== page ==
Our society, once a primitive sort of nomadic rock and dust, has progressed far beyond early days of industrialization. We have progressed to the point where self-fulfillment is a common goal, to the point where we think we’ve got most of the mechanisms of a finer functioning society all figured out.
We have not.
If you look very closely, past the layer of glossy brochures and perfect white smiles, past the brightly lit classrooms with the smell of fresh chalk in the air, past the newly painted yellow floors and shiny rows of lockers, you can see the tired dark rings under those bright eyes, and the distinct smell of caffeine clinging to unwashed sweaters, and the crumpled blue papers with pencil marks etched all over.
Ladies and gentlemen, behold the wonders of our independence, all manifested in our uncultivated abilities to execute such independence, all rolled up into one neat, blue title: course selections. Do you hear that? It’s the sound of a door opening and closing. It’s the door of opportunity, and it’s waiting for you!
There’s something profoundly problematic with a society that denies students the right to learn from trivial decisions, denying us the opportunity to learn the importance and necessity of true independence, denying us the learned capability to make informed choices, and then assuming that we would just know what to do when we have to make the most important decision of our lives.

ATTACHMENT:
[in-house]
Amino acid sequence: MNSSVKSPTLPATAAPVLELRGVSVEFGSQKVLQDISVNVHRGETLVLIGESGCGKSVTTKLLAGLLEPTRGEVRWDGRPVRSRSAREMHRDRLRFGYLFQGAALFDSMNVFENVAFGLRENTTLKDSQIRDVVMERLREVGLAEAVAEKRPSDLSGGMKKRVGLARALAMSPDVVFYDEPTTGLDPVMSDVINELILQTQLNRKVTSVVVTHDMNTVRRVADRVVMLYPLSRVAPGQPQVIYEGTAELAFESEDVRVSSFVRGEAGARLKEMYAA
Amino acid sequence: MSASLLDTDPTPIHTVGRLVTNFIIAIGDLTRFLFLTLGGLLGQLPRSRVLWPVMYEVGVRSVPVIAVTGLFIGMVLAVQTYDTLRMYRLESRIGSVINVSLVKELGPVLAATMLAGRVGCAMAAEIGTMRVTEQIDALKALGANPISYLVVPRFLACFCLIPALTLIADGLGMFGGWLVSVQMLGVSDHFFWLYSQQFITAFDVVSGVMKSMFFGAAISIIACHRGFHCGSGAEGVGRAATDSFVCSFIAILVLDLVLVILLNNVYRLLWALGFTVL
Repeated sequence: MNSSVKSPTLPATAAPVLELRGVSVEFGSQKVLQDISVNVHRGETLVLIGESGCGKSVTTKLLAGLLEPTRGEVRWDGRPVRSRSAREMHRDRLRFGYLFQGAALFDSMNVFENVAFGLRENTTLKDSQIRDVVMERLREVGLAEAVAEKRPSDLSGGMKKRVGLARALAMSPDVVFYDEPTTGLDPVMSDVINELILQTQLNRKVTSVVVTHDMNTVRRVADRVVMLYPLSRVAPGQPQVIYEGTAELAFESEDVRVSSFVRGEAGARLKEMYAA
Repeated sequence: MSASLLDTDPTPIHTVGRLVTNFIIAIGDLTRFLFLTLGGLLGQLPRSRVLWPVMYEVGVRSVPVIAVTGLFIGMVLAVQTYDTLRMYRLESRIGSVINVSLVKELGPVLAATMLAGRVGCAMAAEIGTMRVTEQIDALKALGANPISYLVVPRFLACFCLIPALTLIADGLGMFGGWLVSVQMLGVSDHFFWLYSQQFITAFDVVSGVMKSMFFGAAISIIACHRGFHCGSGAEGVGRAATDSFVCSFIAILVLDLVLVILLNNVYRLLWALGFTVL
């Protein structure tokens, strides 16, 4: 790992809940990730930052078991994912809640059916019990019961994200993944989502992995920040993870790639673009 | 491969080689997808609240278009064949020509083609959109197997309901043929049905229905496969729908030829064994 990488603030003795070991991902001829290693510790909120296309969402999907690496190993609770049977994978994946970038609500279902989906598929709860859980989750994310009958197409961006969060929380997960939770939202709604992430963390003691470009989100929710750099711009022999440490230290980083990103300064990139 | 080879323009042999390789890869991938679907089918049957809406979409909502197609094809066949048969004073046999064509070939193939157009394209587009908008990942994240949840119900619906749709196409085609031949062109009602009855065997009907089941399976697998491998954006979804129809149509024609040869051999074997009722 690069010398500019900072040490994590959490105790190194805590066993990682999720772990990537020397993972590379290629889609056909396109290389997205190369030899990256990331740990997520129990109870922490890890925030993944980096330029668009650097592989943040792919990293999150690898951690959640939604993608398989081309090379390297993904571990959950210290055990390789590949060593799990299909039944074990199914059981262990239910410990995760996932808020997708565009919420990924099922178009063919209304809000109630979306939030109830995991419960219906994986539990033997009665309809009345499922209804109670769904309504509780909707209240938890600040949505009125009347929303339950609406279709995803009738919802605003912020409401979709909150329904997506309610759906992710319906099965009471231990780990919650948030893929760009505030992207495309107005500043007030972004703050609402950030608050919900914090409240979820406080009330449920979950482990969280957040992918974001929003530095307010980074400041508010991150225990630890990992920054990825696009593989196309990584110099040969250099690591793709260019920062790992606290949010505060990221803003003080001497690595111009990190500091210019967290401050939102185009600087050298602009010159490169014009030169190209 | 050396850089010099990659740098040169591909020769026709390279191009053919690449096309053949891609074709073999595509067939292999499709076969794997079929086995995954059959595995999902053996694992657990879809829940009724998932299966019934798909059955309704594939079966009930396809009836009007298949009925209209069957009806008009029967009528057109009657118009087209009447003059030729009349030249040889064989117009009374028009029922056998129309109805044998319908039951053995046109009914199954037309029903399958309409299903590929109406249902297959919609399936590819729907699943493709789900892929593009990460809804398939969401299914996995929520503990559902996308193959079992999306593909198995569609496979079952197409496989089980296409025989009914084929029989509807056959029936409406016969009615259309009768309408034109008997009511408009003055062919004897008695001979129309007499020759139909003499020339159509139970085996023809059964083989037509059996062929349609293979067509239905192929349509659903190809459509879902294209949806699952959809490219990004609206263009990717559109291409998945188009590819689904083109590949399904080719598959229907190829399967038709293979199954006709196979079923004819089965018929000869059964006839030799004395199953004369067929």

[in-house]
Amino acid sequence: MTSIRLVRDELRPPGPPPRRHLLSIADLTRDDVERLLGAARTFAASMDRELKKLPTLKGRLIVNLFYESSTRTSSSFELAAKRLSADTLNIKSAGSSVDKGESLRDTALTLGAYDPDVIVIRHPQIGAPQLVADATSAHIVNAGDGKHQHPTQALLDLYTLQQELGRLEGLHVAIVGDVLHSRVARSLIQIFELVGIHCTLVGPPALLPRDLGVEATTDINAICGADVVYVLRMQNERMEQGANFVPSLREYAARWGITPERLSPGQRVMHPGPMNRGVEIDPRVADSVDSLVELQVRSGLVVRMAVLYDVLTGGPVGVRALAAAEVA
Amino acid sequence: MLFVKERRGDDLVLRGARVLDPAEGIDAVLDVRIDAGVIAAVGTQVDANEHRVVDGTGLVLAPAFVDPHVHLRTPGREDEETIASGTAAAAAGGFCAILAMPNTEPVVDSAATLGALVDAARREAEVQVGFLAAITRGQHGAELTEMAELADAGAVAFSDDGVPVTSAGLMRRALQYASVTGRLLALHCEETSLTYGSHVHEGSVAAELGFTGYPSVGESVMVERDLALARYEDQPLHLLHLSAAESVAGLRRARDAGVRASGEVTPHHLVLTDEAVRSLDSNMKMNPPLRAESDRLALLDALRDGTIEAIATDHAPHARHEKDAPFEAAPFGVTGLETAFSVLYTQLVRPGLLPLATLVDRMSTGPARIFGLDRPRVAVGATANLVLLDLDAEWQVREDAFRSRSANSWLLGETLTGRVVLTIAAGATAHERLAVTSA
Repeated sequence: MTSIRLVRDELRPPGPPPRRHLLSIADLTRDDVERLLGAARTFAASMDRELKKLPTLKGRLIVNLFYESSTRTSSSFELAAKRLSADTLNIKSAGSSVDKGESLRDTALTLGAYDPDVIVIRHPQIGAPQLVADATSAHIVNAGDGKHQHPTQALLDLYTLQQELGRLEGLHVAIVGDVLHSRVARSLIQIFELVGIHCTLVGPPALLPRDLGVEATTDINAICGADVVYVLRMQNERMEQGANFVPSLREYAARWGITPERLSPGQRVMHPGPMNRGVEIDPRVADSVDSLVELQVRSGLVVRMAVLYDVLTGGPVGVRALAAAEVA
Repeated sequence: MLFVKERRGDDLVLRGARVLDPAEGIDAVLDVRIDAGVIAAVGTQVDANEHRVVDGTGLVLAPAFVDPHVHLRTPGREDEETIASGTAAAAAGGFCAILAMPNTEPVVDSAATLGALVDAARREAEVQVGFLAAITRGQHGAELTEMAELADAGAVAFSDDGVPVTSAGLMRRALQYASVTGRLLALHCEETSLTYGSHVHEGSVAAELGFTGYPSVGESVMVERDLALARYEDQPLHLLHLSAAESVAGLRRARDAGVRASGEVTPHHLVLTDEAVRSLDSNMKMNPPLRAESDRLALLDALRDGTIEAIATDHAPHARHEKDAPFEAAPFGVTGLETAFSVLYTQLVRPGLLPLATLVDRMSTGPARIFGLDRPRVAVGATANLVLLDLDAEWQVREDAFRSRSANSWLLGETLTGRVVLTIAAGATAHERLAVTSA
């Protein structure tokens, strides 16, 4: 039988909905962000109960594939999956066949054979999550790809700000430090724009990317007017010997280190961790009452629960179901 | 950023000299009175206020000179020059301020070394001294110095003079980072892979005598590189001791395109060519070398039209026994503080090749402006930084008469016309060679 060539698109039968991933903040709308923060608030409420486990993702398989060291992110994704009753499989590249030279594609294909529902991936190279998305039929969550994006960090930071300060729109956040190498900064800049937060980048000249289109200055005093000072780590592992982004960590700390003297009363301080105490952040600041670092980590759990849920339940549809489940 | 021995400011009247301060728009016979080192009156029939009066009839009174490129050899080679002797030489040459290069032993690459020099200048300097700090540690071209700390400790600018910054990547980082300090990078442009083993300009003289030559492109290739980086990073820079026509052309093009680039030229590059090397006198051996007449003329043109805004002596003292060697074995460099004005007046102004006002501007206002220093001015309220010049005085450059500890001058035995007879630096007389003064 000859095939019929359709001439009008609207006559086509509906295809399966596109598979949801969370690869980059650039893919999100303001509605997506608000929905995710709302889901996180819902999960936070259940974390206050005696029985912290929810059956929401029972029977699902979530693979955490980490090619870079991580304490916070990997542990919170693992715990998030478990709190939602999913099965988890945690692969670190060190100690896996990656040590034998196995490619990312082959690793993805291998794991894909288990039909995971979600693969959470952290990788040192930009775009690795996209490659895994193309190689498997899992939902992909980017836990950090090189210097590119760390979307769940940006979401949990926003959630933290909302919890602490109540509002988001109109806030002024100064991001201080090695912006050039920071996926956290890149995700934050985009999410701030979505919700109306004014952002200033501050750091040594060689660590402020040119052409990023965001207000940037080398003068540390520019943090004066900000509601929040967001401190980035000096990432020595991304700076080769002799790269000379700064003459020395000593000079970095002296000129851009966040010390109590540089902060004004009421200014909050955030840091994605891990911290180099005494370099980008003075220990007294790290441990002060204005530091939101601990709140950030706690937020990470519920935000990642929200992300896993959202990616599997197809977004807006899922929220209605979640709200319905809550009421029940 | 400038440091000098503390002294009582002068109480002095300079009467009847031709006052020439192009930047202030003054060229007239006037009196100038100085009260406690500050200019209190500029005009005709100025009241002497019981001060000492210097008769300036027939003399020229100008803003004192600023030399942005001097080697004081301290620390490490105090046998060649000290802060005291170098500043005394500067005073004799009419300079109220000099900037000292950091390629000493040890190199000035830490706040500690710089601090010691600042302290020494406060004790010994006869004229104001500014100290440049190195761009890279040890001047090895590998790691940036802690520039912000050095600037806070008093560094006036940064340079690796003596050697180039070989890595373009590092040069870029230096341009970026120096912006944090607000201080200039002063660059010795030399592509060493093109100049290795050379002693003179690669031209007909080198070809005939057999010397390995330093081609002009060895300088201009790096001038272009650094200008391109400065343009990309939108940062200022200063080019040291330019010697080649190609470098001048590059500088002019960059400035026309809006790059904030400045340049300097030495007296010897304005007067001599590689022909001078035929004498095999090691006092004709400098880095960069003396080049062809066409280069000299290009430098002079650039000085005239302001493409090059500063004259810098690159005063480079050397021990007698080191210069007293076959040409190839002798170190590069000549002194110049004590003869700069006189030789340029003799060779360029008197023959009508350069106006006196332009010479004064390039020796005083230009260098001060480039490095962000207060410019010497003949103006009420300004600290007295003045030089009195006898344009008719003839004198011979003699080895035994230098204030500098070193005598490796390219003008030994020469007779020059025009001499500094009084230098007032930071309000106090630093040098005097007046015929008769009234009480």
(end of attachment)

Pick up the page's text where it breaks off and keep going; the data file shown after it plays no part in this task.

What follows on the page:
Course selections are not insignificant. They lead us as milestones on our path to the future, to success, or lack thereof. Here, we are engaging in an ultimate contradiction.
Society says: “Oh look at those darned teenagers! They’re so immature; they can’t be trusted with anything.”
They say: “You’re a mature person, and you need to take responsibility for your actions. Here, start by planning out your whole life and choose your courses by tomorrow.”
They say that they will not judge us, and then they do.
Add the emotional torture of hormones and the wild impulsiveness of youth into the mix and, there! Do you see the problem yet?
It is ridiculous to expect teenagers to have sorted out their lives by the time they’re barely sixteen years old.
We are lost and confused, intoxicated with dreams of splendour and achievement, overwhelmed by the countless possibilities available to us; and then one day…
No more time to think, they say. You have to pick now.